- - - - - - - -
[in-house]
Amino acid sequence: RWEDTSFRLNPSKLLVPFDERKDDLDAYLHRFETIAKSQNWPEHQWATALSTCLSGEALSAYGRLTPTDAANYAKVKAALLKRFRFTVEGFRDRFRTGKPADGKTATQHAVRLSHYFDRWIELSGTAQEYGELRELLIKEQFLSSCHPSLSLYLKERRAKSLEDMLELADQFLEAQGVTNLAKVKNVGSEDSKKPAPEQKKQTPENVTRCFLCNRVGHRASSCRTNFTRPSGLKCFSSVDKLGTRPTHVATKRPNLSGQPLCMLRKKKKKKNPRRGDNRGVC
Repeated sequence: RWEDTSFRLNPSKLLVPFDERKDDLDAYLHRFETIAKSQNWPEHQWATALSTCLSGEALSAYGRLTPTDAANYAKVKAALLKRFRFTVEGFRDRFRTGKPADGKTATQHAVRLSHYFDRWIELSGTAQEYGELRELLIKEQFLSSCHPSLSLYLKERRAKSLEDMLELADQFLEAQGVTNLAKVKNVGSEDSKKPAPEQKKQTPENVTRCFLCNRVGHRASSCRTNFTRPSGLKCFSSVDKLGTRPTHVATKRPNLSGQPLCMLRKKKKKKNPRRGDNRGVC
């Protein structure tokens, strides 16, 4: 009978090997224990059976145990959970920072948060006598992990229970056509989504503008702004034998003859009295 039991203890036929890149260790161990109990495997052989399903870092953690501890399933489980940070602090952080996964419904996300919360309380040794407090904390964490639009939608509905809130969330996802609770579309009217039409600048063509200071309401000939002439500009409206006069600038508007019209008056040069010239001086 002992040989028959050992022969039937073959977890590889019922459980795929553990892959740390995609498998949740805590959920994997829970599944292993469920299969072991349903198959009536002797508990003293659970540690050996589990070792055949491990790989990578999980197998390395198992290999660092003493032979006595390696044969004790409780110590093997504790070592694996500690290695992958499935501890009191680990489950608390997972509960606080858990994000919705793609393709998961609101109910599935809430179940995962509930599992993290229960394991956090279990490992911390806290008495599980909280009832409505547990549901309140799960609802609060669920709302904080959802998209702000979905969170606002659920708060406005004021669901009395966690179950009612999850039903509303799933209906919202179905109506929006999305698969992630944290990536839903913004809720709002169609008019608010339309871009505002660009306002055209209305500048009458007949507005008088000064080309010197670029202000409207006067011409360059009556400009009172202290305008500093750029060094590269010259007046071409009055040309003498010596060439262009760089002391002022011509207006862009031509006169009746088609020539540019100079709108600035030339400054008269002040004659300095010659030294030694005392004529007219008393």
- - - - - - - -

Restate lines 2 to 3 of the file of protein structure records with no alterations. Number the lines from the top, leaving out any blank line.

Amino acid sequence: RWEDTSFRLNPSKLLVPFDERKDDLDAYLHRFETIAKSQNWPEHQWATALSTCLSGEALSAYGRLTPTDAANYAKVKAALLKRFRFTVEGFRDRFRTGKPADGKTATQHAVRLSHYFDRWIELSGTAQEYGELRELLIKEQFLSSCHPSLSLYLKERRAKSLEDMLELADQFLEAQGVTNLAKVKNVGSEDSKKPAPEQKKQTPENVTRCFLCNRVGHRASSCRTNFTRPSGLKCFSSVDKLGTRPTHVATKRPNLSGQPLCMLRKKKKKKNPRRGDNRGVC
Repeated sequence: RWEDTSFRLNPSKLLVPFDERKDDLDAYLHRFETIAKSQNWPEHQWATALSTCLSGEALSAYGRLTPTDAANYAKVKAALLKRFRFTVEGFRDRFRTGKPADGKTATQHAVRLSHYFDRWIELSGTAQEYGELRELLIKEQFLSSCHPSLSLYLKERRAKSLEDMLELADQFLEAQGVTNLAKVKNVGSEDSKKPAPEQKKQTPENVTRCFLCNRVGHRASSCRTNFTRPSGLKCFSSVDKLGTRPTHVATKRPNLSGQPLCMLRKKKKKKNPRRGDNRGVC